News / Health

Scientists Develop Therapy That Someday Might Protect Public Against Flu Pandemics

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Jessica Berman
Researchers have developed a gene therapy against pandemic influenza in laboratory animals, one that stops infection at the point of entry - the nose.  The therapy could potentially thwart the most aggressive viral pathogens, saving the lives of an estimated 500,000 people who die worldwide each year from the flu.

The genetic therapy developed by researchers at the University of Pennsylvania expresses so-called broadly neutralizing antibodies, giving lab mice and ferrets almost complete protection against a number of lethal avian influenza strains, including those isolated from the deadly 1918 and 2009 pandemics.  

Unlike conventional vaccines which stimulate the body’s natural immune system to fight an infection, broadly neutralizing antibodies halt a virus’s biological activity so it cannot make people sick by infecting cells in the first place.  The antibodies can become effective in two to three days.

The head of the University of Pennsylvania's Gene Therapy Program, James Wilson, says scientists created a nasal spray to introduce protective genes.

“And create what I call a "bioshield" around the nose and the mouth to prevent the influenza virus from replicating,” Wilson said.

The genes, which engineer the tissue to produce protective antibodies, were delivered by a harmless cold virus in the nasal spray.  

The therapy uses a single gene that produces antibodies against many different flu strains, hence the term, "broadly neutralizing antibodies."  Wilson says this broad-based strategy protected all mice exposed to lethal amounts of three strains of H5N1 and two strains of H1N1.  

But the microbes replicated or reproduced rapidly in untreated rodents.  The nasal spray was also successfully tested in ferrets, a good model for human flu because the tiny, furry animals cough and sneeze when sick.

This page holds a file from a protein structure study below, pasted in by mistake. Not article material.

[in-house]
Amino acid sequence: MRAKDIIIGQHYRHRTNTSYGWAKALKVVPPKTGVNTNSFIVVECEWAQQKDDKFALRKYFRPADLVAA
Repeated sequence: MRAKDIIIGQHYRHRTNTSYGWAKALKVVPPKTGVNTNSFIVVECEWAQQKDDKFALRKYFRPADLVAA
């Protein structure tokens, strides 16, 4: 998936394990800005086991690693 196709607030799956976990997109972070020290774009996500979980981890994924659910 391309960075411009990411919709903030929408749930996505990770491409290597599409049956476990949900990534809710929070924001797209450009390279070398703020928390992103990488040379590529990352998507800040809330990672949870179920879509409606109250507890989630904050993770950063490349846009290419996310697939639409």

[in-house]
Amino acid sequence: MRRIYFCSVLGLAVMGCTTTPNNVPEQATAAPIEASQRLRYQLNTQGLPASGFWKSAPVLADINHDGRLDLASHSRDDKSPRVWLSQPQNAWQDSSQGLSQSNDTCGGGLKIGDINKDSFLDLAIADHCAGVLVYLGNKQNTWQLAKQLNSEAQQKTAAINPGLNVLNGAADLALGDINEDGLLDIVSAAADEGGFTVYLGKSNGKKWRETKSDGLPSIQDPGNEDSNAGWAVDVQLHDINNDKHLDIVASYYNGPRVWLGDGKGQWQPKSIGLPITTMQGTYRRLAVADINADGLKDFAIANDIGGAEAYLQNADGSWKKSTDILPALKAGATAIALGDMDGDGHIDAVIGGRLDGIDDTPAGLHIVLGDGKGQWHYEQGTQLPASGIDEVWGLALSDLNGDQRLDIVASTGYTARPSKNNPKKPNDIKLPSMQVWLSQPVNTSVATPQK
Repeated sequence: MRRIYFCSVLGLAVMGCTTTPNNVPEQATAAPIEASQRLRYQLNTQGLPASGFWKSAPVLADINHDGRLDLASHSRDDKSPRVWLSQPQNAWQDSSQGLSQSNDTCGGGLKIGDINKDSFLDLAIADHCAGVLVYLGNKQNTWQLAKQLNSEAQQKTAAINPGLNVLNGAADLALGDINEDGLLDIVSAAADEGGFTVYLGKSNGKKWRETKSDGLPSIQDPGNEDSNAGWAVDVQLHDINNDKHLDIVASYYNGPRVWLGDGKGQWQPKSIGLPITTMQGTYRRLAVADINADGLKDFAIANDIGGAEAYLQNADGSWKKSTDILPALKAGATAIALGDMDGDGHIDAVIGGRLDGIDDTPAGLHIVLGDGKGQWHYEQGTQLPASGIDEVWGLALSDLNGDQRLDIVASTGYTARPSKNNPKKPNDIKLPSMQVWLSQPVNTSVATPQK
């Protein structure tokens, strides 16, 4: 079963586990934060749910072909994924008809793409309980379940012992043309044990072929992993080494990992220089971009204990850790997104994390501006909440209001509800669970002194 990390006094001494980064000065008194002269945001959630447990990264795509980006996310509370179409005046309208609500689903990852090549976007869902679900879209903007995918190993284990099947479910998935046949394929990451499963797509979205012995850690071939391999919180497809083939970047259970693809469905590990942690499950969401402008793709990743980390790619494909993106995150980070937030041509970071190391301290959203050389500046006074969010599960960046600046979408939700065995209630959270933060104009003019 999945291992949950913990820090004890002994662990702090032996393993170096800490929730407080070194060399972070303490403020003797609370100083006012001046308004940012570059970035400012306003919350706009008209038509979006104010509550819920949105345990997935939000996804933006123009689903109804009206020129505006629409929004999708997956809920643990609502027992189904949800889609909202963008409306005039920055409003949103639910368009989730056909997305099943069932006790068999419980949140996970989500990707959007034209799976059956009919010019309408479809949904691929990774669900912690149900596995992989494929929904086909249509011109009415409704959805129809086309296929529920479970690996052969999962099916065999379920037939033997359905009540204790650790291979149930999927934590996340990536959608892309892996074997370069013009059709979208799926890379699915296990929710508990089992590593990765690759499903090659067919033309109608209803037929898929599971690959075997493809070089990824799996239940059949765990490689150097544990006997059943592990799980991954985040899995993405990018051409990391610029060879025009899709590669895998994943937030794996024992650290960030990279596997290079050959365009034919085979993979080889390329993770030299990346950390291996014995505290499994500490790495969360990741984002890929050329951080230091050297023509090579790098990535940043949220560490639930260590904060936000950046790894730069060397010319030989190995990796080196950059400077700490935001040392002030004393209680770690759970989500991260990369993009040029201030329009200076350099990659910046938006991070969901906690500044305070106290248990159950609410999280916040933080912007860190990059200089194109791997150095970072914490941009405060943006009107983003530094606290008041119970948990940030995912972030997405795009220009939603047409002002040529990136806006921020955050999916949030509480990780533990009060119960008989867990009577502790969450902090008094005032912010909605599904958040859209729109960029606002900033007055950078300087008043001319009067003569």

Conventional vaccines to protect against seasonal influenza are not 100 percent effective in preventing illness.  The viral strains mutate rapidly, so there is little or no immune-system protection stimulated by the previous year’s flu shot, and the pathogens can evade experts' predictions of what virus is likely to be in circulation during the coming flu season.

Wilson says a different approach to flu protection is needed.  Researchers are currently in discussions with U.S. drug regulators about quickly testing the therapy in humans using a safe flu strain.  According to Wilson, they are aiming to manufacture and stockpile the drug in anticipation of a serious influenza pandemic.

“So then there is a pretty direct path into first, in human safety and then efficacy studies, which we have charted out.  And with the right resources, we could move very quickly on that,” Wilson said.

Wilson says the U.S. government has also expressed an interest in using the broadly neutralizing antibody approach to protect against bioweapons, such as anthrax and other toxic agents.

An article on the development of a gene therapy against pandemic influenza is published in Science Translational Medicine.

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